The Wilderness Society’s work in the North Cascades focuses on three key wild areas that are critical to the health of the landscape and nearby communities. We are working in the following focus areas to:
- Protect wild lands for people and wildlife to use and enjoy
- Support recreation access and opportunities
- Garner broad-based support for long-term conservation
Three wilderness areas totaling 600,000 acres form the backbone of wild lands along this corridor: Henry M. Jackson and Wild Sky to the north and Alpine Lakes to the south. These areas offer important natural resources and unique opportunities to experience the beauty and wild lands of the North Cascades. Our work along the Highway Two corridor aims to meet the recreational needs of the region and demonstrate the benefit of wilderness to local communities.
While many think of the eastern half of Washington state as a dry and dusty place, the Methow Valley is home to impressive rivers like the Methow, Twisp and Chewuch, all of which drain into the region’s largest river, the Columbia. We’re building on the Methow’s rich conservation legacy to further protect the wild lands and waters of the region and enhance recreation access and opportunities on these public lands.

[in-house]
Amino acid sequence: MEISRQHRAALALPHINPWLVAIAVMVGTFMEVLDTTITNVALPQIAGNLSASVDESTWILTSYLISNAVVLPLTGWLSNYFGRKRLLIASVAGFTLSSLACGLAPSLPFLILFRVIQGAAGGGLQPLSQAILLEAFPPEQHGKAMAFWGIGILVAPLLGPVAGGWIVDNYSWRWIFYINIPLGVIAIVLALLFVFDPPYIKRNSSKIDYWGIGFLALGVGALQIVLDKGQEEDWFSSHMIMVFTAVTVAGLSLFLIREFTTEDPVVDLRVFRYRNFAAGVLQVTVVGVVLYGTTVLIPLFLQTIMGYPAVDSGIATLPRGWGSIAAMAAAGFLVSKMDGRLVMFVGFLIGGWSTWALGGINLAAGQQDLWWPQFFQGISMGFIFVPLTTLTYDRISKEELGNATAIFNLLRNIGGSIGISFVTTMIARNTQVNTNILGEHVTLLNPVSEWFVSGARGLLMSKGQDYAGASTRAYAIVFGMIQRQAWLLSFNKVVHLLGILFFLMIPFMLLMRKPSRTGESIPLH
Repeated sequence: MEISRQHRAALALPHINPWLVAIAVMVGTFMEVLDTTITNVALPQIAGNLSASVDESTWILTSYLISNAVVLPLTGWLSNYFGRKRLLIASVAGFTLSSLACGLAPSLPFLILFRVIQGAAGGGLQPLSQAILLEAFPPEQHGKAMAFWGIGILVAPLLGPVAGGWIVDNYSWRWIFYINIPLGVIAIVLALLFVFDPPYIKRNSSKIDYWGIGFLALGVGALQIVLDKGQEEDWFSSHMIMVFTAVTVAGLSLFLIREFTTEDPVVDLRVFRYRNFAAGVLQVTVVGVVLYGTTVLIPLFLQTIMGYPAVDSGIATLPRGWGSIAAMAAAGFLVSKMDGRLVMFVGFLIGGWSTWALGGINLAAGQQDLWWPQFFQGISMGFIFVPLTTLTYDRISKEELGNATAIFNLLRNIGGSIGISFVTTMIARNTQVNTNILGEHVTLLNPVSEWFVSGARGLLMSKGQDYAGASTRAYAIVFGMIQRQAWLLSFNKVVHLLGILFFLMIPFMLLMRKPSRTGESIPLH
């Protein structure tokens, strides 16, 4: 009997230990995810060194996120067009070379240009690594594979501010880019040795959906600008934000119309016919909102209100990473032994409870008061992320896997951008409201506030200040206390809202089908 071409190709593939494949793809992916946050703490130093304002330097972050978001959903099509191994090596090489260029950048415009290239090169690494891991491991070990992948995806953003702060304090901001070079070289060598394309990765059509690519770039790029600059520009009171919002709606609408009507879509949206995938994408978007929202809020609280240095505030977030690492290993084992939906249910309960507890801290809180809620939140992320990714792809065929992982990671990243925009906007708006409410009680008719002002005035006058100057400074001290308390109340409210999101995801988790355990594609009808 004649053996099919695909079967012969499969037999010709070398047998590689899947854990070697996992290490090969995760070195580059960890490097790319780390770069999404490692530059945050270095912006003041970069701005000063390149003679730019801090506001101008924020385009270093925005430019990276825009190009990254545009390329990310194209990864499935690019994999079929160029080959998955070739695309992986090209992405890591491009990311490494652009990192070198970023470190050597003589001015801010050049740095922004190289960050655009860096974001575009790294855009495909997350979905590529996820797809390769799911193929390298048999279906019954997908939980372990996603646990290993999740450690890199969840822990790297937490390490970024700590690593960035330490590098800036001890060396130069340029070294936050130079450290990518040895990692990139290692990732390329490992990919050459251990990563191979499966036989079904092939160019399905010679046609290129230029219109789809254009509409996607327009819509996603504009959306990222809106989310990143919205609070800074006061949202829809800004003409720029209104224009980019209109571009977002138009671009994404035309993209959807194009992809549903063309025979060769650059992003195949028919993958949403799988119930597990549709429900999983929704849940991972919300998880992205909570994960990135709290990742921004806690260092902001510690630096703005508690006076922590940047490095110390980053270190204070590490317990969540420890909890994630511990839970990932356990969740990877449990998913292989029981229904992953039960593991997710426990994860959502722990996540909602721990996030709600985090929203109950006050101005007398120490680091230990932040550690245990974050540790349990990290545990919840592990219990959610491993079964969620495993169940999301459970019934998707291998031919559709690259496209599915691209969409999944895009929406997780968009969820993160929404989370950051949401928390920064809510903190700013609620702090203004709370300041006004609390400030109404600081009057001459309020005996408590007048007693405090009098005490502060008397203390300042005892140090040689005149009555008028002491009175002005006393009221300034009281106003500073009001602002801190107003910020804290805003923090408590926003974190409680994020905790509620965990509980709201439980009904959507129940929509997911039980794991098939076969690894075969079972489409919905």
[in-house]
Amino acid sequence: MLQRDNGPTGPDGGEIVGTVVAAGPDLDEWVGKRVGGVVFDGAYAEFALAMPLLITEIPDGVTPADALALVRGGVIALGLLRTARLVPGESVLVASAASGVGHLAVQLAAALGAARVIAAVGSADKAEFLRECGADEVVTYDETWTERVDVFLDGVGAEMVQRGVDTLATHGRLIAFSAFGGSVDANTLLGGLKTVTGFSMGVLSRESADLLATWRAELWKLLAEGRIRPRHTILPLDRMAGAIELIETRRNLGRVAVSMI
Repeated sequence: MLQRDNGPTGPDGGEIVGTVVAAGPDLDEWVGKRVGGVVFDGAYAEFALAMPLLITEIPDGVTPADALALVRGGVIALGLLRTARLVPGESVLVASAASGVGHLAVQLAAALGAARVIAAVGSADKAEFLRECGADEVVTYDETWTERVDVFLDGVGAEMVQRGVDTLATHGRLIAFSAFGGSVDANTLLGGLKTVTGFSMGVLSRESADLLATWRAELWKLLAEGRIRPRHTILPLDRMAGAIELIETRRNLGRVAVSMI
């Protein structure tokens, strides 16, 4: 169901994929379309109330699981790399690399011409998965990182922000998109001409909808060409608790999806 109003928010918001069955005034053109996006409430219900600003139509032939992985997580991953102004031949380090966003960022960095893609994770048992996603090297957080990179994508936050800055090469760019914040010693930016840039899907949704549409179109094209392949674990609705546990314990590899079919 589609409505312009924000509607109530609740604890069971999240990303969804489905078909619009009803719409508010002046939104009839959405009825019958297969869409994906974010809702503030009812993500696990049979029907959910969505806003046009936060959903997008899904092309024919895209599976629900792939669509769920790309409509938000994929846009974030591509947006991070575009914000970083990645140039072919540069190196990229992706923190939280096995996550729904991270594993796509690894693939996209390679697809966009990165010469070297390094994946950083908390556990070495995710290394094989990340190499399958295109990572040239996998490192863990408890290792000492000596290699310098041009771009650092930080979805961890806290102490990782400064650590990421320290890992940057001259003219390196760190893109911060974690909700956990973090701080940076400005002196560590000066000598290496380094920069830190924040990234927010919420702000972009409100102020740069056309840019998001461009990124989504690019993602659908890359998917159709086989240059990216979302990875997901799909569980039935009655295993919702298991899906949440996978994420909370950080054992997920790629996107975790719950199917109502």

The Yakima Basin is one of the most diverse watersheds in Washington state, from the wet, alpine forests of the Cascades to the arid, sagebrush-studded Yakima Valley. The basin is home to the Yakima River, which sustains fish, families and farms as it makes its way to the Columbia River. We are working to protect the headwaters of the basin, restore critical fish and wildlife habitat and enhance recreation access and management.
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Wilderness is a precious resource with many human, natural and economic benefits that we need to protect.
Hear artists, activists and adventurers share what the ownership and legacy of these American wildlands means to them.
Sample Letter to IRS Administrator
A president does not have the power to revoke a national monument
- Our land management agencies have seen their budgets cut and their workforces dwindle for years. This has led to many tough decisions: reduced visitor services andrecreational investments, reduced scientific research and monitoring, compromised conservation and management decisions, growing maintenance backlogs, and other